A Family Caregiver’s Guide to Surgery for Older Adults



Family Caregiver Guide


Did a doctor recommend surgery for your family member? Perhaps this is for a hip or knee replacement, heart bypass, or other type of surgery. Many older adults (people age 65 or over) have surgery. It may be inpatient surgery that includes at least one night in the hospital. Or it may be outpatient or “same-day” surgery, when patients go home after spending some time in the recovery room.

There always are risks with surgery. Often, these risks have to do with anesthesia and infection. For older adults, there are extra concerns. Here are some ways that you, as the family caregiver, can help.

Beyond surgery itself, you may be concerned about what will happen later on—such as whether your family member will walk again or be able to live alone.

Talk to the surgeon about what to expect from surgery. This includes:

  • Treatment goals. What does the doctor expect will happen as a result of this surgery?
  • Anesthesia. What type of anesthesia will be used? What are common side effects from this anesthesia?
  • Recovery. How long is your family member expected to be in the recovery room?
  • Pain. How much and what kind of pain might your family member have? How long should it last? What are ways to manage this pain?
  • Physical limitations. Will your family member be able to lift, climb stairs, and do other activities he or she did before surgery?

Learn more about making the hospital experience as stress-free as possible in the Next Step in Care guide Hospital Admission: How to Plan and What to Expect During the Stay.

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Discuss with the surgeon where your family member will go after surgery.

  • Ask what to expect if your family member is going home after surgery. Find out about the type of help your family member will need now, and later. Be clear about how much help you can provide and what kind of support you need. Ask if your family member is eligible for home care services.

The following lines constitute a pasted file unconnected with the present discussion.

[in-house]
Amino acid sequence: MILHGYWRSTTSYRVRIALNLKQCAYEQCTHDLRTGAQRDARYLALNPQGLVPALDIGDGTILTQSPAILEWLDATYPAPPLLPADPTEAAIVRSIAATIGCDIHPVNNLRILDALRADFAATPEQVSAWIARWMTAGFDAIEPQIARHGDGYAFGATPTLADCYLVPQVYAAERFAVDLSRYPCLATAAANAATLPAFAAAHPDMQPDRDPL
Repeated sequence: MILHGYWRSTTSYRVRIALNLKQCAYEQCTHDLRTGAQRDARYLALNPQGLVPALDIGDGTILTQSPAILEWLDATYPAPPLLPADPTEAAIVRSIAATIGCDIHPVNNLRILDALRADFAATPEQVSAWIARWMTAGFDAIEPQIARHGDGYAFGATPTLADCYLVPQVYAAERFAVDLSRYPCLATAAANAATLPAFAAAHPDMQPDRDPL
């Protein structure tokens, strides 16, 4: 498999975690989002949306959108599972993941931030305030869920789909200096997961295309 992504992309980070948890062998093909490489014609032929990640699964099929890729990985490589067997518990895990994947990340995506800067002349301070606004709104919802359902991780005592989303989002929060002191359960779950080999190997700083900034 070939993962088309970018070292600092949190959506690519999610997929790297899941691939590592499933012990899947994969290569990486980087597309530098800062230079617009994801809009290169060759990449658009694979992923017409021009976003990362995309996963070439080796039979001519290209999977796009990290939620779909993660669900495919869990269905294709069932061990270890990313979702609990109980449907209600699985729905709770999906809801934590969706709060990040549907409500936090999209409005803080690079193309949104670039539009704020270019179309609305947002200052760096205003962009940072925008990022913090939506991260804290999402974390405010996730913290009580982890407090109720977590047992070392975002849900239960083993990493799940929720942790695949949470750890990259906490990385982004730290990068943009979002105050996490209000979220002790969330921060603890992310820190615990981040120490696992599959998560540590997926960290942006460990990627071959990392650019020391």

If you must do complex tasks like wound care and medication management, then ask for training and someone to call when you have questions.
  • Many patients (especially those having hip or knee replacement surgery) go from the hospital to short-term rehabilitation (“rehab”) programs at skilled nursing facilities. These programs provide physical therapy and other types of therapy and treatments, along with medical care. Learn more about such short-term rehabilitation programs in the Next Step in Care guide Planning for Inpatient Rehabilitation (“Rehab”) Services.

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Learn about what the surgery will cost.

Talk with the surgeon’s office staff to find out ahead of time about paying for your family member’s treatment and care.

Many people find it confusing to deal with surgery bills. This includes surgeon’s fees as well as other bills for hospital and health care services. Be aware that usually the anesthesiologist will bill separately. Make sure you know what Medicare or other health insurance will pay for. You can learn more about Medicare.

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Make sure important paperwork is up to date.

Is your family member’s “advance directive” up to date, and does it name someone as his or her “health care proxy”? Has that person reviewed the advance directive and your family member’s wishes with him/her? Learn more about these important legal papers in Next Step in Care’s Advance Directives: A Family Caregiver’s Guide.

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Best Practices Guideline: A Checklist to Assess Older Patients Before Surgery